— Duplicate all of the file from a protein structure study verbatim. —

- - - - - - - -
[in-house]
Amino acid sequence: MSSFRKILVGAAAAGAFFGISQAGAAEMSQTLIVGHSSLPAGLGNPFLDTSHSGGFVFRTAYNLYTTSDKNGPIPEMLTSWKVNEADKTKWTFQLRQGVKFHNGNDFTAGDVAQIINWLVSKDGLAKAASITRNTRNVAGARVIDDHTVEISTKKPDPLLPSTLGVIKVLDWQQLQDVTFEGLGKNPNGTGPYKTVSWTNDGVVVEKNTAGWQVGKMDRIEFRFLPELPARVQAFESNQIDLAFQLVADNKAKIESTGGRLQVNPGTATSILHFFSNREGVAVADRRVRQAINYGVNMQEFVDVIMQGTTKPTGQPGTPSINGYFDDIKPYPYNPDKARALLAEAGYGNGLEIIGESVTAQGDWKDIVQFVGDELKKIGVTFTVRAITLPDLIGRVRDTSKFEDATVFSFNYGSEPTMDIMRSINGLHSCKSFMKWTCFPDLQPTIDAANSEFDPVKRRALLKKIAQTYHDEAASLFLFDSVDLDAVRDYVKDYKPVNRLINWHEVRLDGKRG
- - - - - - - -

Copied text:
[in-house]
Amino acid sequence: MSSFRKILVGAAAAGAFFGISQAGAAEMSQTLIVGHSSLPAGLGNPFLDTSHSGGFVFRTAYNLYTTSDKNGPIPEMLTSWKVNEADKTKWTFQLRQGVKFHNGNDFTAGDVAQIINWLVSKDGLAKAASITRNTRNVAGARVIDDHTVEISTKKPDPLLPSTLGVIKVLDWQQLQDVTFEGLGKNPNGTGPYKTVSWTNDGVVVEKNTAGWQVGKMDRIEFRFLPELPARVQAFESNQIDLAFQLVADNKAKIESTGGRLQVNPGTATSILHFFSNREGVAVADRRVRQAINYGVNMQEFVDVIMQGTTKPTGQPGTPSINGYFDDIKPYPYNPDKARALLAEAGYGNGLEIIGESVTAQGDWKDIVQFVGDELKKIGVTFTVRAITLPDLIGRVRDTSKFEDATVFSFNYGSEPTMDIMRSINGLHSCKSFMKWTCFPDLQPTIDAANSEFDPVKRRALLKKIAQTYHDEAASLFLFDSVDLDAVRDYVKDYKPVNRLINWHEVRLDGKRG